As a dietitian, I don’t normally recommend supplements for teenagers due to safety and health reasons during your years of growth and development, and lack of research in adolescents. If you think you may benefit from a supplement, consult with your doctor or dietitian and educate yourself on proper use, dosage, and any risks of supplements you may take.
Even though most may not be recommended, I am a fan of a few supplements that may be beneficial for growing, athletic teenagers. There is no “one-size-fits-all” approach to taking supplements. These recommendations are general, and you should still check with a health professional before taking any supplements or making a change to your diet.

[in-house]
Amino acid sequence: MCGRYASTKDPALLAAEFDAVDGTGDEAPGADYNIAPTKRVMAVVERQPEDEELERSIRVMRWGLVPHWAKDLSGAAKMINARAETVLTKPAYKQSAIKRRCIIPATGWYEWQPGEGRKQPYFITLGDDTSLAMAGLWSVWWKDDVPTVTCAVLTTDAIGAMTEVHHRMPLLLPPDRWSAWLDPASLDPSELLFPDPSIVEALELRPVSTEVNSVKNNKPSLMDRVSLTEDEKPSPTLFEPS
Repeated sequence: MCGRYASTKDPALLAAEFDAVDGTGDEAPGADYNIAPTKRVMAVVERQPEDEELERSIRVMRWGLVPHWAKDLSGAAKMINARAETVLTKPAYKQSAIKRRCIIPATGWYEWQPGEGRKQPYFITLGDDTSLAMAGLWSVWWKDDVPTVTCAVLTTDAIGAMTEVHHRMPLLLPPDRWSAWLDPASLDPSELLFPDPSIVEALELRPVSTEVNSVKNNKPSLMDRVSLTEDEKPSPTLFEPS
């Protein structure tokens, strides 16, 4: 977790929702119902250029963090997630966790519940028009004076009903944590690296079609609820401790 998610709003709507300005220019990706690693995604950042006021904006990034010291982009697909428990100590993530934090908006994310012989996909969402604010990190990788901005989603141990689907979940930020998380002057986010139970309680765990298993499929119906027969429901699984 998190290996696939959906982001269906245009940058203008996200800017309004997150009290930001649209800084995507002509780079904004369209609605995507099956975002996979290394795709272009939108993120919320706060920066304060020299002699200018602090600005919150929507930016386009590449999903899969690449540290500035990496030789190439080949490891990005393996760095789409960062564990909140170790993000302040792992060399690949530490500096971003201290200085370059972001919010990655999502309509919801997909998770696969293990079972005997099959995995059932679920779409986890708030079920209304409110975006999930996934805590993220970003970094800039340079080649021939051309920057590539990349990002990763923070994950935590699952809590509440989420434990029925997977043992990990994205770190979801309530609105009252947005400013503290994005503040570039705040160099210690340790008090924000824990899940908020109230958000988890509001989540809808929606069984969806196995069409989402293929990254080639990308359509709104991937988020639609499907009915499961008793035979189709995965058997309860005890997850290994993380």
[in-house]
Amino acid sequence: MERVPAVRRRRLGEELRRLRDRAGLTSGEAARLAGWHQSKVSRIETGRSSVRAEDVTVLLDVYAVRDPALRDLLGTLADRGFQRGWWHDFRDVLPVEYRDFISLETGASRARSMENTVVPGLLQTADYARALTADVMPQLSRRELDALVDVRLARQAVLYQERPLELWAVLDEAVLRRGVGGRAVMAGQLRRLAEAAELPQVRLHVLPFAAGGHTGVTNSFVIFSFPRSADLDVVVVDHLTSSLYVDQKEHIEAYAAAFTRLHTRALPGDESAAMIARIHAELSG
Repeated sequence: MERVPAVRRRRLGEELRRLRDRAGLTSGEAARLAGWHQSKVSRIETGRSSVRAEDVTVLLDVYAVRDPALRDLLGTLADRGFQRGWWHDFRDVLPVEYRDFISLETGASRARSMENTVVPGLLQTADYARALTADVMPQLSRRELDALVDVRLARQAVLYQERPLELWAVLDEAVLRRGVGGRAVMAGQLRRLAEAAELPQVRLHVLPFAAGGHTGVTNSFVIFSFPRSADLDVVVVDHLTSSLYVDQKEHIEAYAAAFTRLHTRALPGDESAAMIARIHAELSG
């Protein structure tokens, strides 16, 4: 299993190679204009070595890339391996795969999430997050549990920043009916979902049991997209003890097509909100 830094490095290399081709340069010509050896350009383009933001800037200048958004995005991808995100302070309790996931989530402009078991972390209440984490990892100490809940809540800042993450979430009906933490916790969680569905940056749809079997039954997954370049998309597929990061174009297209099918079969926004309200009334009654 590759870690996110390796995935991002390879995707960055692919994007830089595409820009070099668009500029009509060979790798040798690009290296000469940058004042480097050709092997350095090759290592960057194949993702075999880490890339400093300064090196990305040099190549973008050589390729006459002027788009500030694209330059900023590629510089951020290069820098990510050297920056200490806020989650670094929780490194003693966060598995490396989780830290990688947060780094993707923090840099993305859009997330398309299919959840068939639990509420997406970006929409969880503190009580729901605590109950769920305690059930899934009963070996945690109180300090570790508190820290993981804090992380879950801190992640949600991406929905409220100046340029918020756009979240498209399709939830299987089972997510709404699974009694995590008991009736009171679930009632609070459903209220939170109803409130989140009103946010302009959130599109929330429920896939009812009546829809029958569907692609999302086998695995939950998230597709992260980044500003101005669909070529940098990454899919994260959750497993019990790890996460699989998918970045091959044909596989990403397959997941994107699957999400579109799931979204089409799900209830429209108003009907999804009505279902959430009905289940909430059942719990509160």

Supplements that may be beneficial for a high school football player include protein, vitamin D, and multivitamins:
Protein powders can be expensive and aren’t necessary, but they can have a place in your diet with a proper plan. Protein is essential for a growing athlete, but it’s not always realistic to eat protein foods before or during a workout (such as meat, eggs, beans, dairy). If you find it difficult to consume protein foods at every meal and snack regularly throughout the day, a protein powder or protein bar might be helpful. When using protein powders or bars, a dose should contain about 15-30 grams of protein, and not more than that.